No sir, no problem with that at all. Whatever helps to calm and concentrate your mind. I actually dont even use 'Buddho' in conjunction w/ the breath. I use 'Buddho' as mental repetition and find that works great for me.

:anjali:


Just to clarify, do you mean that you're using "Buddho" as the object of concentration, rather than the breath?

Spiny
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Re: Aids to anapanasati

Postby Hoo » Thu Sep 23, 2010 1:26 pm

Spiny O'Norman wrote:Just to clarify, do you mean that you're using "Buddho" as the object of concentration, rather than the breath?

Spiny


I've just started using Buddho and I'm not an accomplished meditator. So take my thoughts with a large grain of salt :)

When I sit, I maintain awareness of the breath but my mind is sometimes hopping about :) I use Buddho to focus the mind. I also pace it with the pace of my breath. If the breath is short, Bud- in ,dho- out works well. If the breath is long, Buddho-Buddho on each in and out breath works fine. It helps me quiet the mind and settle into a slower pace.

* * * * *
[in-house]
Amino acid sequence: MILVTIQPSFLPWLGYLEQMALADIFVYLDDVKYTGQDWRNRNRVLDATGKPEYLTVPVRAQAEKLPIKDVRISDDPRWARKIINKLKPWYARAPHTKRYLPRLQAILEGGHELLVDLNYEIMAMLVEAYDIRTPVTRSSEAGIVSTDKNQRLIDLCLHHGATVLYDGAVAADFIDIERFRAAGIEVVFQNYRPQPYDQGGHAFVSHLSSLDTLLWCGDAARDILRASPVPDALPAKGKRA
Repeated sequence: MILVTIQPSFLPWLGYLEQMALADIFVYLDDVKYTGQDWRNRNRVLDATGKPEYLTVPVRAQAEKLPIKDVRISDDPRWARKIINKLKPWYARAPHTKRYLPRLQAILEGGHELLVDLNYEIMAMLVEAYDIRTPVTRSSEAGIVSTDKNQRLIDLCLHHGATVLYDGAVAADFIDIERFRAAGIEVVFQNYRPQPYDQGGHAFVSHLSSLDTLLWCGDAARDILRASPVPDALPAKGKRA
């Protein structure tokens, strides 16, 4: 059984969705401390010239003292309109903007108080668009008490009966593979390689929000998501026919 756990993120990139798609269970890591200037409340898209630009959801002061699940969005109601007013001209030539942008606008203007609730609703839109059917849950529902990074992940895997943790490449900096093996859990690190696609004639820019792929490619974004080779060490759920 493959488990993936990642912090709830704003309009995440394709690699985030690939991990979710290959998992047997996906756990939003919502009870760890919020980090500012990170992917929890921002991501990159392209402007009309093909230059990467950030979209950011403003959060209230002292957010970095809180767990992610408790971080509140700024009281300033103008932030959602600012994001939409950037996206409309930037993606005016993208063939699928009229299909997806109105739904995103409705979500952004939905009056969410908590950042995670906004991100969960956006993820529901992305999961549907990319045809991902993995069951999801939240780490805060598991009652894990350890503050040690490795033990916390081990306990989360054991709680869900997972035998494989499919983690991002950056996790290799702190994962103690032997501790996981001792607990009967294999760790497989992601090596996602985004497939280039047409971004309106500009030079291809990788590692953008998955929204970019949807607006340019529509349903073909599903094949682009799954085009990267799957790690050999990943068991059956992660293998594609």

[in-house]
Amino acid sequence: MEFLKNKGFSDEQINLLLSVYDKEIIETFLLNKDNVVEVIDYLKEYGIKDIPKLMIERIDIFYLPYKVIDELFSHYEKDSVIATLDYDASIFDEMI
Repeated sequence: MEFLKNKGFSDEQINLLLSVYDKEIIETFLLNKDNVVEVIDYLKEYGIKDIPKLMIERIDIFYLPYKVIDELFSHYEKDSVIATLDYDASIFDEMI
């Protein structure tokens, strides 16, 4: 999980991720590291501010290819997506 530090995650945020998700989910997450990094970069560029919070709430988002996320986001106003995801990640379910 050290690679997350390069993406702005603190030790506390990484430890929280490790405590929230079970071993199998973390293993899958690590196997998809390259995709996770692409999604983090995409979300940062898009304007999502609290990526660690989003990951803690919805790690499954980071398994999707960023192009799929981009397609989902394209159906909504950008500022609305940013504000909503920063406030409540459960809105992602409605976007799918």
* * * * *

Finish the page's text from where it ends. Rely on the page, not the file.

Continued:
So this is just a point in my relatively new practice. I'm just getting back to sitting meditation after some neurosurgery last spring. Most of the old habits are gone after a six month break. I'm sure the more accomplished and well read will chime in with more to share.

With Metta,

Hoo
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Re: Buddho

Postby bodom » Thu Sep 23, 2010 6:23 pm

Just to clarify, is Buddho primarily intended as an aid to concentration on the cushion, or is it primarily intended as an aid to mindfulness off the cushion?


Hi spiny

The following excerpts from Ajahn Akincano explain nicely how I practice with 'buddho' off the cushion.